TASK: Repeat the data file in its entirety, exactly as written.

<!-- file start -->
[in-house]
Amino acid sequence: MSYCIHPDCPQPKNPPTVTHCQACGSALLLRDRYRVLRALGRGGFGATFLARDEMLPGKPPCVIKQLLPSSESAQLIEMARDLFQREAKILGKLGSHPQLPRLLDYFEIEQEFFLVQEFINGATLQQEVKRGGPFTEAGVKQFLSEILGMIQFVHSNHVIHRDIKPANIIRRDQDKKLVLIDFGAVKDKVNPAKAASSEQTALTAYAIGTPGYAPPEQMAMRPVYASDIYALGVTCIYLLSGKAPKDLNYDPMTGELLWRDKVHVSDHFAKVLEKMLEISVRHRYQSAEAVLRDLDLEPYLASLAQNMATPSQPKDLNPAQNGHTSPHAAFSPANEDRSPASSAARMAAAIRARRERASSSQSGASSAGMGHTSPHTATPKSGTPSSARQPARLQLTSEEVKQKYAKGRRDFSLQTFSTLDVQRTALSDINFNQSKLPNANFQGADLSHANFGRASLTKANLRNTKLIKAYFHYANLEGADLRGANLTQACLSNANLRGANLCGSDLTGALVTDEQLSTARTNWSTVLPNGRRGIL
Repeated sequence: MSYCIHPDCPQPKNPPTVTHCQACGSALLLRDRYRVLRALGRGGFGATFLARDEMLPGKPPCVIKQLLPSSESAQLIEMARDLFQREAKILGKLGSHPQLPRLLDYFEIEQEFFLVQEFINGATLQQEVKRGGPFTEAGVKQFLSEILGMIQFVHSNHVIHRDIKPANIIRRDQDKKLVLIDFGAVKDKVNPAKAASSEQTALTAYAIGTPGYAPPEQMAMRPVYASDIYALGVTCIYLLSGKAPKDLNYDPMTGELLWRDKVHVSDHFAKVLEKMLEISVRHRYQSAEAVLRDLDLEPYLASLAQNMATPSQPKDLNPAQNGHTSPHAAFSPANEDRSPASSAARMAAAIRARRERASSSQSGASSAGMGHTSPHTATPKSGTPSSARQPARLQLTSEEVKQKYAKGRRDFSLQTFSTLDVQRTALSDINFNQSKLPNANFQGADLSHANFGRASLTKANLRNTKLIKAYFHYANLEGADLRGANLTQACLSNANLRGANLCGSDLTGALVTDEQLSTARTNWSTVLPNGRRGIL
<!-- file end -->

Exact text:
[in-house]
Amino acid sequence: MSYCIHPDCPQPKNPPTVTHCQACGSALLLRDRYRVLRALGRGGFGATFLARDEMLPGKPPCVIKQLLPSSESAQLIEMARDLFQREAKILGKLGSHPQLPRLLDYFEIEQEFFLVQEFINGATLQQEVKRGGPFTEAGVKQFLSEILGMIQFVHSNHVIHRDIKPANIIRRDQDKKLVLIDFGAVKDKVNPAKAASSEQTALTAYAIGTPGYAPPEQMAMRPVYASDIYALGVTCIYLLSGKAPKDLNYDPMTGELLWRDKVHVSDHFAKVLEKMLEISVRHRYQSAEAVLRDLDLEPYLASLAQNMATPSQPKDLNPAQNGHTSPHAAFSPANEDRSPASSAARMAAAIRARRERASSSQSGASSAGMGHTSPHTATPKSGTPSSARQPARLQLTSEEVKQKYAKGRRDFSLQTFSTLDVQRTALSDINFNQSKLPNANFQGADLSHANFGRASLTKANLRNTKLIKAYFHYANLEGADLRGANLTQACLSNANLRGANLCGSDLTGALVTDEQLSTARTNWSTVLPNGRRGIL
Repeated sequence: MSYCIHPDCPQPKNPPTVTHCQACGSALLLRDRYRVLRALGRGGFGATFLARDEMLPGKPPCVIKQLLPSSESAQLIEMARDLFQREAKILGKLGSHPQLPRLLDYFEIEQEFFLVQEFINGATLQQEVKRGGPFTEAGVKQFLSEILGMIQFVHSNHVIHRDIKPANIIRRDQDKKLVLIDFGAVKDKVNPAKAASSEQTALTAYAIGTPGYAPPEQMAMRPVYASDIYALGVTCIYLLSGKAPKDLNYDPMTGELLWRDKVHVSDHFAKVLEKMLEISVRHRYQSAEAVLRDLDLEPYLASLAQNMATPSQPKDLNPAQNGHTSPHAAFSPANEDRSPASSAARMAAAIRARRERASSSQSGASSAGMGHTSPHTATPKSGTPSSARQPARLQLTSEEVKQKYAKGRRDFSLQTFSTLDVQRTALSDINFNQSKLPNANFQGADLSHANFGRASLTKANLRNTKLIKAYFHYANLEGADLRGANLTQACLSNANLRGANLCGSDLTGALVTDEQLSTARTNWSTVLPNGRRGIL